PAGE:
I am having bad luck with first acts this week. I slept through a bit of Lazarus on Wednesday, and yesterday I didn’t realize that the performance began at the alarmingly early hour of five and as a result arrived late and had to go to opera detention: watching Act I on the TV in the lobby of the gallery level (where our seats were). I was not alone, though, which was comforting. (This is actually the first time I have ever arrived late to a concert or opera, though Lady Macbeth of Mtsensk in Moscow a while back was a very near miss. I guess it happens to everyone at least once, right?)
The Vienna opera’s production, by David McVicar, offers up ancient Britain by way of Mordor. Act I takes place in a rather down-at heels-boat (there are planks missing) which at the end of the act separates from the rest of the set and rotates to end prow-forward, facing the audience, as the characters arrive in Cornwall. Act II involves a long concrete or stone jetty that extends forward and towards stage right, with a massive pillar in the center. As seen from my seat, from the pillar sprout two lit-up outcroppings that resemble moose antlers if you squint a little; photographs taken from a different angle reveal that the lighted bit is actually a circle. This encircled pillar casts a heavy bar of shadow across the front section of the stage (a gray area littered with flat stones) that both unites and divides the lovers as the action proceeds. At “sink hernieder” if my memory is correct the lighting changes so that the shadow disappears and the two are left in darkness. This is also a handsier production than others I have seen – in this case, Tristan and Isolde actually kiss one another (quelle horreur!). When Marke turns up at the end, the light brightens to dull gray day.
Act III, Tristan’s home of Kareol, involves a pile of stones stage right from which Kurwenal (Matthias Goerne) watches for Isolde’s ship, a gray area in the front with a chair for Tristan, and above it all a looming blood red moon that slowly sinks below the horizon as Isolde (Violeta Urmana) finishes her Liebestod at the end. Around the back (this is the case in Act II too) there is a distant ring of uneven reddish light, like a glow from behind a mountain range.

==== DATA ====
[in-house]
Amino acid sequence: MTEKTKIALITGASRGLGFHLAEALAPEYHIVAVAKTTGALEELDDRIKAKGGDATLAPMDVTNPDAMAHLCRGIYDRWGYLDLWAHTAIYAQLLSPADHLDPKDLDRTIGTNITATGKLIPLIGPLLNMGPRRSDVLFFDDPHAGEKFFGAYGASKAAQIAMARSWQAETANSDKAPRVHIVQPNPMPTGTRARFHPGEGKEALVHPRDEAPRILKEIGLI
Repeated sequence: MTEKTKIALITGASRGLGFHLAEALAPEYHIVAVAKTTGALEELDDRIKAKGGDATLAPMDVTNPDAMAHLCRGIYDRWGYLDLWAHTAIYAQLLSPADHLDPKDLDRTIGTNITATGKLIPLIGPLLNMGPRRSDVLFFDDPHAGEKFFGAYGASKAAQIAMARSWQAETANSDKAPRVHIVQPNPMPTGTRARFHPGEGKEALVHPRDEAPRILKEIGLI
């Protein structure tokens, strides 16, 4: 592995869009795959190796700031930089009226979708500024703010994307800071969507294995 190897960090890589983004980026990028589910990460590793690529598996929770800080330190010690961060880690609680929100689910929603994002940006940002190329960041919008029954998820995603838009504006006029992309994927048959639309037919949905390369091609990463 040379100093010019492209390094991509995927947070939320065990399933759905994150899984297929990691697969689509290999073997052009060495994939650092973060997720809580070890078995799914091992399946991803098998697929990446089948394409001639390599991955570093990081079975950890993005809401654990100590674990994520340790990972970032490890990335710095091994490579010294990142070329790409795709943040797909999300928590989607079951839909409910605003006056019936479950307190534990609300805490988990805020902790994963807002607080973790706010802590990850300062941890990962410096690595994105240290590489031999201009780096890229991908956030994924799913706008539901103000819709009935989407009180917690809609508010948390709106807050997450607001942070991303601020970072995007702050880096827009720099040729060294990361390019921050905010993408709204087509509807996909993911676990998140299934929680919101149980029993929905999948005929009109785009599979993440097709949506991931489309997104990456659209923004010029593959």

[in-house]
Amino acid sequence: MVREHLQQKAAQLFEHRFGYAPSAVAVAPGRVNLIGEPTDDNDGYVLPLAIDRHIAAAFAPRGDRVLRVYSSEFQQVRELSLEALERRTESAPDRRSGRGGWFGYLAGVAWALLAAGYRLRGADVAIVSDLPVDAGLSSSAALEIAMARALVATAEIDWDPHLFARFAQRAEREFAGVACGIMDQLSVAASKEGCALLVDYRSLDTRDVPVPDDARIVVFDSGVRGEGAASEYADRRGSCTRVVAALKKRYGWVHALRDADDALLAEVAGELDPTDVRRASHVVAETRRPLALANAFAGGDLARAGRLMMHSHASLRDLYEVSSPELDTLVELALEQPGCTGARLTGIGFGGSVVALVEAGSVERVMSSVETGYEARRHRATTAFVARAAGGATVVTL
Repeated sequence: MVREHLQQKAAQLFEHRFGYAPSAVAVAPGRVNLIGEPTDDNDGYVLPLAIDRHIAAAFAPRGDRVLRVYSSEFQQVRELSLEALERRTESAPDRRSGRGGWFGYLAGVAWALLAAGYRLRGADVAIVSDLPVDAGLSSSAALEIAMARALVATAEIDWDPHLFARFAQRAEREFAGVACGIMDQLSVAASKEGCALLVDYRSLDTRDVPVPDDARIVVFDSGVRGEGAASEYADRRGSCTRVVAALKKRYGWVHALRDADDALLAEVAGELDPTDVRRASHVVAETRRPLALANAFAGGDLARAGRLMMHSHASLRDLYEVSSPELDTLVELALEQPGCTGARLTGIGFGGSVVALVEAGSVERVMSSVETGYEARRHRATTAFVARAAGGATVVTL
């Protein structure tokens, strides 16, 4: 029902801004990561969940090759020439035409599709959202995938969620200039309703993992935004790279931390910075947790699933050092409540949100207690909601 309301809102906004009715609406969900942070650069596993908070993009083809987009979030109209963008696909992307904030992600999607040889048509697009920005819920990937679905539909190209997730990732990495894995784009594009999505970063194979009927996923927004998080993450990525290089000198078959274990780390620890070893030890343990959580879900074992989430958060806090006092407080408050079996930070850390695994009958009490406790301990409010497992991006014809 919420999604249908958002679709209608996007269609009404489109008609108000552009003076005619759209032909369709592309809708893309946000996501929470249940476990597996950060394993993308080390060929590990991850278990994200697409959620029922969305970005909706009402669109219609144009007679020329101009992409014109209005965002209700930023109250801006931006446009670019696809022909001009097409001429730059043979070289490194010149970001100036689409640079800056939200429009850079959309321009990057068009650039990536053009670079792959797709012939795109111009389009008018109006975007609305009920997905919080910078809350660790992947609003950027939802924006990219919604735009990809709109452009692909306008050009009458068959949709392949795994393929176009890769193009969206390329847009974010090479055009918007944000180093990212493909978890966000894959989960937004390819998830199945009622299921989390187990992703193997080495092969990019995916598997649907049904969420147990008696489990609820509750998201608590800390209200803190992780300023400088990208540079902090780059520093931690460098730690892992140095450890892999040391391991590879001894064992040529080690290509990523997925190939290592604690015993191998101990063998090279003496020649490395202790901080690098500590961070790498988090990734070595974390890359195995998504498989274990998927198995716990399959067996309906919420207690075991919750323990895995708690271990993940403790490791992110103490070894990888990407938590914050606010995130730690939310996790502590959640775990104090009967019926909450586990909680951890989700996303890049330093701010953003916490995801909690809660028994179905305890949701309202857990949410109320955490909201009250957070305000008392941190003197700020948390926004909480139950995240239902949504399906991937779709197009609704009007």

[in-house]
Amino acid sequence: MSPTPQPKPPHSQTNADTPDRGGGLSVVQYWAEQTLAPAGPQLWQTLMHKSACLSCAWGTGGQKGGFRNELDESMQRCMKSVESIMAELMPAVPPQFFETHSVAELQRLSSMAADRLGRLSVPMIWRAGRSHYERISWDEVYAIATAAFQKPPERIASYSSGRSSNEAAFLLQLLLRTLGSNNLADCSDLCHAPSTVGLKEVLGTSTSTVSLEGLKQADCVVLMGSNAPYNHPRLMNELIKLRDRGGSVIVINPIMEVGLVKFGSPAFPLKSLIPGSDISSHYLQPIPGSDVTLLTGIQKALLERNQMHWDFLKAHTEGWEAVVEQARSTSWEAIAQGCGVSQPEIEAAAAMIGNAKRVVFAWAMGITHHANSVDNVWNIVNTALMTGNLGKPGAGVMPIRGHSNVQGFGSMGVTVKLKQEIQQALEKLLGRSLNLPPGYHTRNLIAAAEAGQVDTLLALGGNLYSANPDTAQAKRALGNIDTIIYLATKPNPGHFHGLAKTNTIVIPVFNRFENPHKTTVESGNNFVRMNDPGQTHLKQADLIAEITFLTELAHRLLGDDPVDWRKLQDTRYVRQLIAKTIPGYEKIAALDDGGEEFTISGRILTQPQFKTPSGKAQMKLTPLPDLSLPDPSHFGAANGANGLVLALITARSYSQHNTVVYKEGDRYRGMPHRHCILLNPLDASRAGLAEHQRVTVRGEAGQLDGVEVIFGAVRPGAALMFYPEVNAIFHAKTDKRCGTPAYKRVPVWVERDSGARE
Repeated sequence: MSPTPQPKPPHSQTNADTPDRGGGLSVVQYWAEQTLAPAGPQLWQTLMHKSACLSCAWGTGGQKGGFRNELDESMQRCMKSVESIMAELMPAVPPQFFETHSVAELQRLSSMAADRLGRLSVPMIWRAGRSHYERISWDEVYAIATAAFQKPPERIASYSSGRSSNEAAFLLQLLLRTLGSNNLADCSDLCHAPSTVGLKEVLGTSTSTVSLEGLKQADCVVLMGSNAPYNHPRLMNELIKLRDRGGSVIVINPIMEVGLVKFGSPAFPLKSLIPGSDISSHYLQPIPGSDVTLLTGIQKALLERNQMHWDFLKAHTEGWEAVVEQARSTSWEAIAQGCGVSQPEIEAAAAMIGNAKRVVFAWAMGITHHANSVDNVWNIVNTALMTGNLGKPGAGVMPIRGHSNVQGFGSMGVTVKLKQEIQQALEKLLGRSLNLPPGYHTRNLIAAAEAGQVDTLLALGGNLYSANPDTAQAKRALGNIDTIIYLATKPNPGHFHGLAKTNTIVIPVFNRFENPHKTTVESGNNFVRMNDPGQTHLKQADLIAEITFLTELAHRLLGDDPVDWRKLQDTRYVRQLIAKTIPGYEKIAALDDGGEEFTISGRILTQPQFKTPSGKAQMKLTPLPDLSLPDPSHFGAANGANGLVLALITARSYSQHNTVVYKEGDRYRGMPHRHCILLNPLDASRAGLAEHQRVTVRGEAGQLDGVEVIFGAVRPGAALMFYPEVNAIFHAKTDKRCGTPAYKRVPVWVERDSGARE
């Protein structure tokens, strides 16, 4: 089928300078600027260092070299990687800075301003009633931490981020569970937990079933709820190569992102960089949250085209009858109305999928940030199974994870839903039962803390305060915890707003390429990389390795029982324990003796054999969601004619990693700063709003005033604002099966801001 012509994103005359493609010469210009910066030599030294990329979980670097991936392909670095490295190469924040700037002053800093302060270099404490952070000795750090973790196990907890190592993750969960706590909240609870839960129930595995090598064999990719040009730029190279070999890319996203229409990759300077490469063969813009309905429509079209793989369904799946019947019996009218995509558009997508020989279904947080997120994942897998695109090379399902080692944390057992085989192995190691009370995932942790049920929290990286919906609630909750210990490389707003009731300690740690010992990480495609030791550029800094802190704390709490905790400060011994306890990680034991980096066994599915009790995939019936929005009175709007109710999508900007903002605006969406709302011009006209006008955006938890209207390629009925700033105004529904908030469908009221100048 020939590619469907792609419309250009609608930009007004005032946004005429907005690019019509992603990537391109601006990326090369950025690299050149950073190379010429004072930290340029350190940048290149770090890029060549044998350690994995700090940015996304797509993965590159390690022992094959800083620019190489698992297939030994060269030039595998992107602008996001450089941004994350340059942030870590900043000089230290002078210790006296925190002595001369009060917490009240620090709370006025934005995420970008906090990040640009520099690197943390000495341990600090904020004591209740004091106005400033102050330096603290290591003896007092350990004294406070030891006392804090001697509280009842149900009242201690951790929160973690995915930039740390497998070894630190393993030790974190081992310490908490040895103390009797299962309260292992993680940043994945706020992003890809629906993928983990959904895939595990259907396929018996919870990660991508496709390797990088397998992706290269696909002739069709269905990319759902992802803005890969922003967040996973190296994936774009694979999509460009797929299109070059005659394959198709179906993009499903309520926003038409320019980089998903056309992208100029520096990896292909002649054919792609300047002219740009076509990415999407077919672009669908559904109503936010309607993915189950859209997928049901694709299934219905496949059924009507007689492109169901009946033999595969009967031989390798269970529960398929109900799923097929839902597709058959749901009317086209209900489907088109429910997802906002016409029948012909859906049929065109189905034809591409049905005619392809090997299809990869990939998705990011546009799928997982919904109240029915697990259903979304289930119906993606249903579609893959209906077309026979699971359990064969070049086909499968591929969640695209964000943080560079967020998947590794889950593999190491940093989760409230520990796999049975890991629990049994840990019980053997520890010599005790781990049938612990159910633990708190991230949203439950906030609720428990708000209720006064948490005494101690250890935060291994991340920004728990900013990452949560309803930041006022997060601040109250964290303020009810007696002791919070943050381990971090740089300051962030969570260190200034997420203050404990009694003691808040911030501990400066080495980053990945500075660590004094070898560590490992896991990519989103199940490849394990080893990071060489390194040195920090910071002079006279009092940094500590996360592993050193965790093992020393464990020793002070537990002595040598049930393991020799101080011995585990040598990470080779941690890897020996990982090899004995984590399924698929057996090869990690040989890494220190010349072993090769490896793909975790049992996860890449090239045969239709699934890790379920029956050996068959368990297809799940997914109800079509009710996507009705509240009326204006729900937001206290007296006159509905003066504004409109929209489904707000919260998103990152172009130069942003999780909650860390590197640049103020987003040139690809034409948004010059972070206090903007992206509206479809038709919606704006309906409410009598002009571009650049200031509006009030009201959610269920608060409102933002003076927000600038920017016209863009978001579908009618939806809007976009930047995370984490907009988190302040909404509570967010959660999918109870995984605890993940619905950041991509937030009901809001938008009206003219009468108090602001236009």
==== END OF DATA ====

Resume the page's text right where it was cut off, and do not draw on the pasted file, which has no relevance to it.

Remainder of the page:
One odd thing. When Marke’s men make their exit in Act III they do so via a kind of backwards-moving side to side dance sequence. It reminded me of at part in the DVD of the Bayerische Staatsoper’s Rodelinda where the mobsters do their slick mobster dance in the back as Grimoaldo sings “prigionera ho l’alma in pena” in Act II.
I feel out of place commenting on the interpretation since I didn’t really hear the whole thing – the sound from the lobby TV is obviously distinctly different from Act I as heard from, you know, inside the auditorium. But there were several things that stood out to me. First of all, I should hear more opera in houses that are not literally the largest opera house in the world. It really does make a difference in terms of immediacy of sound. (Dear Met: don’t worry, I still love you. We’ve had some good times. But you are not normal.)
Second, I was impressed with Elisabeth Kulman as Brangäne. There is a sort of solid cool shine to her voice that I found I I really like – both as blended with Urmana in Act I and especially during Brangäne’s moments of lament and warning in Act II.
Last of all, I am still not sure what I think Isolde’s “mild und weise” at the end is supposed to sound like. Every time I hear it, it is never quite what I expect – other than the big obvious climaxes, I don’t have a good feel for where the emphases are supposed to go, or how it’s divided up internally. It struck me that Urmana got the first bars exactly right, but after that I lost track of how the thing was shaped. If this wasn’t the last performance, I’d be tempted to see if I could go again – but I’m stuck with Fidelio tonight. (My life is extremely difficult, etc. etc.)